The term ‘BYOD’ or ‘Bring Your Own Device’ is not a new term for most technologists and is no longer considered a cutting-edge trend, but a widely-adopted way of conducting business. According to Gartner, ‘90% of businesses will support at least some facet of a BYOD strategy by 2017’.
The fact is that there are now more knowledge workers using their personal devices in the workplace than ever before. The continued adoption of BYOD is largely due to a well-documented increase in workplace productivity. Cisco found that ‘BYOD employees increase their productivity by 37 minutes per week compared to non-BYOD employees’. This may not seem like a big difference at first glance but the mass adoption multiplier is what’s convincing businesses of all sizes to adopt some degree of BYOD policy.
With the opportunity for productivity gains that consumer mobile technology in the enterprise presents, there are accompanying new security challenges for both technology integrators and IT professionals.
There is more device diversity than ever before. There are now more devices than there are people on earth, as well as 50+ operating systems and millions of proprietary apps. This level of device diversity creates the significant challenge of securing the IT network that is accessed from such a broad range of devices.
More devices (and things) require more complex network designs. Network topologies are getting increasingly more complicated with the introduction of more connected devices and things (IoT) . There are currently 8 network types, countless network topologies, and there is expected to be 20.8 billion things connected to the internet by 2019. In an IT pro’s perfect world, thousands of devices on a network could be managed effectively from one platform. Sadly, that’s not the case, though there are some organizations out there like Spiceworks that think they’re up for the challenge.
Security protocol must be clearly defined for a successful BYOD deployment. Ideally there would be a 1:1 relationship between BYOD usage and BYOD policy. Unfortunately, this does not appear to be the case. Based on a Tech Pro Research survey, 74% of organizations are either using or adopting BYOD and another survey by Cisco revealed that only 64% of organizations currently have a BYOD policy in place.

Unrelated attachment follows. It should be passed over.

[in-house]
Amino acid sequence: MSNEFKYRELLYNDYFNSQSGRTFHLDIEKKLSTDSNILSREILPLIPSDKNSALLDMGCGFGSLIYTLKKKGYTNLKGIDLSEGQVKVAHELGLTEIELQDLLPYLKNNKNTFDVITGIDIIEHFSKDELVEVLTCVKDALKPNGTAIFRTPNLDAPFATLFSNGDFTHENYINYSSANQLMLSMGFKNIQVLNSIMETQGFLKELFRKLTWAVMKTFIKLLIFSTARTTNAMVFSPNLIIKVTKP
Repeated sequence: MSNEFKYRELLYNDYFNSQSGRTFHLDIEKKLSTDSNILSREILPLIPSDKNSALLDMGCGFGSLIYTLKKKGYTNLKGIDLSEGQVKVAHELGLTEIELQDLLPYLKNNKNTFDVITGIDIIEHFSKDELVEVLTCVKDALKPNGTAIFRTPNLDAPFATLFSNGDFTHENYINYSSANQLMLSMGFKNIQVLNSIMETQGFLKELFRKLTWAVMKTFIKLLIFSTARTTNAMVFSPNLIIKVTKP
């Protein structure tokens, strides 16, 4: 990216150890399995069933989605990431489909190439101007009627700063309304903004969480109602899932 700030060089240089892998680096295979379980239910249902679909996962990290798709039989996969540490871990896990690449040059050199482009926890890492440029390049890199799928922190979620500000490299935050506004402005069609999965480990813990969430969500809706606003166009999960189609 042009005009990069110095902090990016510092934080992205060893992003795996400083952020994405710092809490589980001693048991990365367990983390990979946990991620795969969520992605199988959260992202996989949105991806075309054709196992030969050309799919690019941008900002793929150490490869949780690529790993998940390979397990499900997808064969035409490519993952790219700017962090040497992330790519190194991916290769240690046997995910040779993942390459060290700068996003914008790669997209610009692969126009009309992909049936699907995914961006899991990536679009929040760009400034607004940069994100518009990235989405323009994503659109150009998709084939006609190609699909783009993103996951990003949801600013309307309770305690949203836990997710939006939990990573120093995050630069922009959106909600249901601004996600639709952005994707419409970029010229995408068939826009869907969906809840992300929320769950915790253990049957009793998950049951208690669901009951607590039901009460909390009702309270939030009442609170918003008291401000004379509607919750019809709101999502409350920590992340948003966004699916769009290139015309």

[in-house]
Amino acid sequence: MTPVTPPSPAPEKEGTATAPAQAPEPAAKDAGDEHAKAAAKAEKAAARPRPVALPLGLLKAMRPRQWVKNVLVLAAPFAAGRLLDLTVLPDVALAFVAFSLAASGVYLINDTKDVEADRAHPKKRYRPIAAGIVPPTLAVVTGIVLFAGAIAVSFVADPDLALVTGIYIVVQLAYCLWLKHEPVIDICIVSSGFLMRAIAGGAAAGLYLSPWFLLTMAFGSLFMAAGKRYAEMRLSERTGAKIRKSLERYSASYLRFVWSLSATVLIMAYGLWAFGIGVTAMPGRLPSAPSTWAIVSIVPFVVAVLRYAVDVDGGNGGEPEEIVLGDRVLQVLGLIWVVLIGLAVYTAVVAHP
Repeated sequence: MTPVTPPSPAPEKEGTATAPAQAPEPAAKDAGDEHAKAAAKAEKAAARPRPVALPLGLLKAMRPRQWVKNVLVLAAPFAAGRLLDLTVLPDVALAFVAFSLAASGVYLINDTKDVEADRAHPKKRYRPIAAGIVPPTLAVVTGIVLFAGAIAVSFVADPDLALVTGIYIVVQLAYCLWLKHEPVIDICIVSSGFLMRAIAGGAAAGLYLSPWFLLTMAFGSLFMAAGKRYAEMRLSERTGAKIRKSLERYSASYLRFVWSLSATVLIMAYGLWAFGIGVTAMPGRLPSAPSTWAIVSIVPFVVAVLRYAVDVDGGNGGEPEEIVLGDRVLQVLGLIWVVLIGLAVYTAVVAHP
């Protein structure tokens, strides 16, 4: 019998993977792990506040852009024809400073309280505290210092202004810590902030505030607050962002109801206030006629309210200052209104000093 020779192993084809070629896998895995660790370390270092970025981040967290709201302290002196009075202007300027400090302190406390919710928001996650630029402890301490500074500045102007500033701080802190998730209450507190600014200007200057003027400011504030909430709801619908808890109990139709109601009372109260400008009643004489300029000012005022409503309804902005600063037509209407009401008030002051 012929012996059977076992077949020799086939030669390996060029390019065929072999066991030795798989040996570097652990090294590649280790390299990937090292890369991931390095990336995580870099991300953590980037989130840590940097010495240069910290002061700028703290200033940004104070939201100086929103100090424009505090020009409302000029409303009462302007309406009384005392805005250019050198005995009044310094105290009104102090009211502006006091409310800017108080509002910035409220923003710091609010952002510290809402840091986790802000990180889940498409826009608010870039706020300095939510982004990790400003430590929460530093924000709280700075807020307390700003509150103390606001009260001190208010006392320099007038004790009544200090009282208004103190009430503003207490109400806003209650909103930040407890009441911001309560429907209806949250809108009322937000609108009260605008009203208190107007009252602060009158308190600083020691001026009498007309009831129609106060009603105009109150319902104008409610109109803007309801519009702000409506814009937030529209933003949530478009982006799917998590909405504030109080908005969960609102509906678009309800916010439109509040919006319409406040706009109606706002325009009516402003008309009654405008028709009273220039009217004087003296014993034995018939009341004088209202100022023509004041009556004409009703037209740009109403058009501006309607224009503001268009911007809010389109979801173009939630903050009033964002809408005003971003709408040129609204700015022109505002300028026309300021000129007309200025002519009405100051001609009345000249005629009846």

A basic BYOD security checklist would consist of a password policy, blacklisting unsecure and/or malicious apps, creating a list of supported devices, etc. Some additional considerations include enterprise-grade data encryption and how to secure and support a guest network alongside the main enterprise network. The needs of each organization will vary, but in general, the BYOD policy should be an extension of the IT security policy that is already in place – to enable the productivity gains BYOD support brings to the organization.
The real BYOD challenge is how to balance security against increased productivity. The IT consensus is simple: the less device diversity there is on a network, the simpler the network design, therefore the easier it is to secure. But the use of consumer-grade mobile devices in the workplace has been shown to drive significant productivity gains. The question is, should the IT manager and integrators prioritize productivity or security? The hard truth is that a secure BYOD policy is no longer optional, but necessary, to meet ever-increasing demands for greater productivity and keep the enterprise network safe and secure.
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